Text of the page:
Linux Systems Are Being Affected by Critical GHOST Vulnerability

Linux Systems Are Being Affected by Critical GHOST Vulnerability

An exceedingly critical vulnerability has been detected in the GNU C Library (glibc), a component that is broadly used by most Linux distributions. This allows attackers to eliminate malicious code on servers and get control of Linux machines, remotely.

The vulnerability, called ‘GHOST’ and assigned CVE-2015-0235, was found by security researchers from Redwood Shores, a security firm called Qualys in California.

The Vulnerability Is as Critical as Shellshock and Heartbleed

GHOST is being considered as very critical as hackers can exploit it to gain full control of the targeted Linux system, without having any knowledge of system credentials like administrative passwords.

The defect represents a huge threat to the internet, which in some ways is similar to Shellshock, Heartbleed and Poodle bugs that came in the limelight last year.

Why Is It Being Called GHOST?

The GNU C Library (glibc) vulnerability is being called GHOST as it can be triggered by the library’s functions of gethostbyname family. Glibc is an archive of open-source software, which is written in the C and C++ coding languages.

The problem originated from a heap-based buffer overflow that has been found in the _nss_hostname_digits_dots() glibc function. This function is specially called upon by _gethostbyname and gethostbyname2() function calls.

According to research, a remote attacker has the capacity to call any of these functions that allows them to exploit the vulnerability in an attempt to eliminate arbitrary code, with the user having permissions to run the application.

Exploit Code

In an effort to point out the severity of the risk, researchers were able to write exploit code that is proof-of-concept and is capable of carrying full-fledged remote code execution attack against Exim mail server.

The researcher’s were able to bypass all kinds of exploit protections (like PIE, ASLR and NX), which are available on 32-bit and 64-bit systems, along with position independent executions, no execute protections and address space layout randomization.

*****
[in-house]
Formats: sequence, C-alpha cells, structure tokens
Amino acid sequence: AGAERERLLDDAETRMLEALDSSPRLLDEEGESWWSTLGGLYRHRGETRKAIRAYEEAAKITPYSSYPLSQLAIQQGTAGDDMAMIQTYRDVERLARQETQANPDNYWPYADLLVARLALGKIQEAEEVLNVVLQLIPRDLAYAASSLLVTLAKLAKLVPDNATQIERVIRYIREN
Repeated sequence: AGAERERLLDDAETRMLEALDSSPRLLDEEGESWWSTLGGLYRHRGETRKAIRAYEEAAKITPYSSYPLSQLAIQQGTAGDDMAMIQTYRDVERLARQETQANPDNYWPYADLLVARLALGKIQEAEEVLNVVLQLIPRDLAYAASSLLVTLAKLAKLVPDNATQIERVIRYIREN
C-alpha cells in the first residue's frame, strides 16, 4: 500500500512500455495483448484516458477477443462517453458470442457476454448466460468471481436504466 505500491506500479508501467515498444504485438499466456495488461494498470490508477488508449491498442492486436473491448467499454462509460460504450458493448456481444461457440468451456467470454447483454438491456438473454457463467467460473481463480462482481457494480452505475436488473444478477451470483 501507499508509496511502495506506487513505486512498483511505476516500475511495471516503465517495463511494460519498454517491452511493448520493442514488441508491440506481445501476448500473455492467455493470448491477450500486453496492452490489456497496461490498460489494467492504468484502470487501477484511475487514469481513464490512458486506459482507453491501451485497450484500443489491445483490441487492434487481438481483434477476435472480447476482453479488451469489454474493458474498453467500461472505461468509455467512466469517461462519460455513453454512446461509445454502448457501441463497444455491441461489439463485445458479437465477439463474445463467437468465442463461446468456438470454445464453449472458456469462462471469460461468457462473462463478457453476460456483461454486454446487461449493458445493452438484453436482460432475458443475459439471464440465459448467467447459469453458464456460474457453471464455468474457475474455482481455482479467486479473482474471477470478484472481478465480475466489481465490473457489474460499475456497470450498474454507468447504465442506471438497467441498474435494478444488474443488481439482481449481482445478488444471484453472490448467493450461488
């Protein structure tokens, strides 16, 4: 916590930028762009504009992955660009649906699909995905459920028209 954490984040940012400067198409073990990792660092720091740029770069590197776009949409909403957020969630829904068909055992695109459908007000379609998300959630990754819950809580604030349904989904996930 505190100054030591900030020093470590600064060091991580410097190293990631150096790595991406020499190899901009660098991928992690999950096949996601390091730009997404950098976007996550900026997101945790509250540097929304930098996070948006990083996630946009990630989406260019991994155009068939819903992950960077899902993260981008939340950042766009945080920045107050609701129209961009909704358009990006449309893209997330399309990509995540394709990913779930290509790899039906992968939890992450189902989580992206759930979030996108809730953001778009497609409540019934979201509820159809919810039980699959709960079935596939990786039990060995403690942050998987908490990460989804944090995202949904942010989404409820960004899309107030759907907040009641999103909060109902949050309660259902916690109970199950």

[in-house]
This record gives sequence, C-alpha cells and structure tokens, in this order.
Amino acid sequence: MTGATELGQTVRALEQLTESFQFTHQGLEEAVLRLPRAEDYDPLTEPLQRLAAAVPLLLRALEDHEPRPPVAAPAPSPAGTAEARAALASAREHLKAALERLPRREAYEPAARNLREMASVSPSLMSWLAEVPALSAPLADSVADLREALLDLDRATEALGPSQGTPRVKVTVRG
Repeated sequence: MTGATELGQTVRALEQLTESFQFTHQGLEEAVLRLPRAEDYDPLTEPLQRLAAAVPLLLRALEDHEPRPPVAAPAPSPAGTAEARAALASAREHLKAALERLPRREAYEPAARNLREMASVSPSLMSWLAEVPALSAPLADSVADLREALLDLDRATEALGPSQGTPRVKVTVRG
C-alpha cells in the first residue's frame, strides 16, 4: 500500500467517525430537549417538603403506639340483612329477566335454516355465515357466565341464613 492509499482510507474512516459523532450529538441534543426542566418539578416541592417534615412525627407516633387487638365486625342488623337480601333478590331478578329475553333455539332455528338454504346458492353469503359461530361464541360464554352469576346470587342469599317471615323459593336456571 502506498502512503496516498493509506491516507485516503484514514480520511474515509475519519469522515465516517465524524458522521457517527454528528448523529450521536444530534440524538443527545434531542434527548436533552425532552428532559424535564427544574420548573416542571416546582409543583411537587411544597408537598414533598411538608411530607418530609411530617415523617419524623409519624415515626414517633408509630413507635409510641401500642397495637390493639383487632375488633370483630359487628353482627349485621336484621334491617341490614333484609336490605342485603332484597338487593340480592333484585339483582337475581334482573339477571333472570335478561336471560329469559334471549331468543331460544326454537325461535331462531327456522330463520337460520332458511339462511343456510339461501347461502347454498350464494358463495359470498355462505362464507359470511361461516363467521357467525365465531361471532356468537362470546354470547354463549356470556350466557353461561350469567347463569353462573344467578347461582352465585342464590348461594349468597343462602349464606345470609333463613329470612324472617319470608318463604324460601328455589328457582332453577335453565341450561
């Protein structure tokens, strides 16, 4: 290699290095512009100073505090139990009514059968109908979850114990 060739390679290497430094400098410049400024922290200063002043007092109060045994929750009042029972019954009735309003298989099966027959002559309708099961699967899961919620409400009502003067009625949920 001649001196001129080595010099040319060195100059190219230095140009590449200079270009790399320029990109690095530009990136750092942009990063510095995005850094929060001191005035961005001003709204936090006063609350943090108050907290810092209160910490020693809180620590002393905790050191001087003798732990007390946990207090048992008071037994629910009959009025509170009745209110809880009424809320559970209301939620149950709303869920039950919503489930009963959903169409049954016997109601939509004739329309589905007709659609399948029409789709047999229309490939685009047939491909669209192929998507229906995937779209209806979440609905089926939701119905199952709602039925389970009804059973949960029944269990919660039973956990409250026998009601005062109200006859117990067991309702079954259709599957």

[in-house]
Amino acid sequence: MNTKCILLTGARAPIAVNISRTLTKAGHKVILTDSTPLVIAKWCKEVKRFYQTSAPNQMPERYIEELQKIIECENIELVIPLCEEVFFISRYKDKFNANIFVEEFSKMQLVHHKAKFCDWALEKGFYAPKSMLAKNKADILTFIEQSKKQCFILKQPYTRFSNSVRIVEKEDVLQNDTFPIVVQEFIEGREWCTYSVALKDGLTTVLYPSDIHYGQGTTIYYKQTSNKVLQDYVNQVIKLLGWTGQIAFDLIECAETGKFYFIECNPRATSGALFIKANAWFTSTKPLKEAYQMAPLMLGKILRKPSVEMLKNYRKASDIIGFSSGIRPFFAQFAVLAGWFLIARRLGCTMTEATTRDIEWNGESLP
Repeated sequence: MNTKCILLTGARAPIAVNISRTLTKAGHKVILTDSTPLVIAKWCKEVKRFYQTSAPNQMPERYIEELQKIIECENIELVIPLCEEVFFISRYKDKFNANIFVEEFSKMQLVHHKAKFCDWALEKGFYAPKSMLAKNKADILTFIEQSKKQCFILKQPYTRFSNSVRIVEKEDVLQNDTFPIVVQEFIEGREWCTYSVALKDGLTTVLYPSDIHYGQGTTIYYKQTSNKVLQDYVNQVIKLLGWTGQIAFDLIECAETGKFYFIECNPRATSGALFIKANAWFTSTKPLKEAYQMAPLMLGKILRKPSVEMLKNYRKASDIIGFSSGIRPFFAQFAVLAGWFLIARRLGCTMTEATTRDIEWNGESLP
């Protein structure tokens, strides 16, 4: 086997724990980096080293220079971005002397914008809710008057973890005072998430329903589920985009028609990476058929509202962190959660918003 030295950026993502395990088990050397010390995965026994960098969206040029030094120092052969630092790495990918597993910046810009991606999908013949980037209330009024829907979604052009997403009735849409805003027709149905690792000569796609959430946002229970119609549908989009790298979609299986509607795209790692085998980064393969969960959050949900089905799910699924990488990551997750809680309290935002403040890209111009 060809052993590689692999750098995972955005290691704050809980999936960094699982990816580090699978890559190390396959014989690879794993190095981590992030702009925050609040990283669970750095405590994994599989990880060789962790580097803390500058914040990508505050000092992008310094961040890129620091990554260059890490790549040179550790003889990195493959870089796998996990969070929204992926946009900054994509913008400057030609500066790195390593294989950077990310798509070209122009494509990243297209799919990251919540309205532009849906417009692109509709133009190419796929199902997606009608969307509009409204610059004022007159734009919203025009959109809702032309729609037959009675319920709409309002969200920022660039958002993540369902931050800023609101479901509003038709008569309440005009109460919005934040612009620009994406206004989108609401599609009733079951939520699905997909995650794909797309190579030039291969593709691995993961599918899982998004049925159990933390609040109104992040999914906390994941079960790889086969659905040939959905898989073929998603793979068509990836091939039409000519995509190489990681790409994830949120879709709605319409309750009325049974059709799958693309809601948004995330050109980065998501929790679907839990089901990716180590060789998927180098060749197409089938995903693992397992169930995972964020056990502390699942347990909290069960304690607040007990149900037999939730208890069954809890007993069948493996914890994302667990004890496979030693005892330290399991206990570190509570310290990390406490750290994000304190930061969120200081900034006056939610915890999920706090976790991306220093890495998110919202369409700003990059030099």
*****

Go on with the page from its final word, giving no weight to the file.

Using the exploit, malicious emails can be crafted by an attacker, which can automatically compromise a server that is vulnerable, without even opening the email.

Versions that are affected by this vulnerability are Glibc versions, as far as glibc-2.2, released in 2000.

How to Check Your System for the GHOST Vulnerability
Step 1:

Login into the system as root user and run the following command.

wget https://gist.githubusercontent.com/koelling/ef9b2b9d0be6d6dbab63/raw/de1730049198c64eaf8f8ab015a3c8b23b63fd34/gistfile1.c

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As can be seen in the above screen shot that command was successfully executed and a file name gistfile1.c was saved into the folder.

Step: 2

Now compile the file with gcc compiler and make it executable. The command is following.

gcc gistfile1.c -o CVE-2015-0235

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After compilation we can see the output file is CVE-2015-0235. Now execute this file. If you server is vulnerable for vulnerability you can see the “Vulnerable” in the output of the program.

Solutions Available for Some Linux Distributions

Linux operating system distributers such as Debian, Red Hat and Ubuntu, updated their software in order to thwart the critical cyber threat. To update the systems, core functions or the complete affected server reboot is required.

Update Steps:

You can run the following command to update the package, which is exposed to this vulnerability.

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In order to eliminate any potential risk, it is recommended to customers that they update their systems as soon as possible.

After rebooting the system run the same the command again, to see if you are still vulnerable or not.

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After updating the system and running the same program, the screen shows that the system is ‘not vulnerable’.

References:

https://web.nvd.nist.gov/view/vuln/detail?vulnId=CVE-2015-0235



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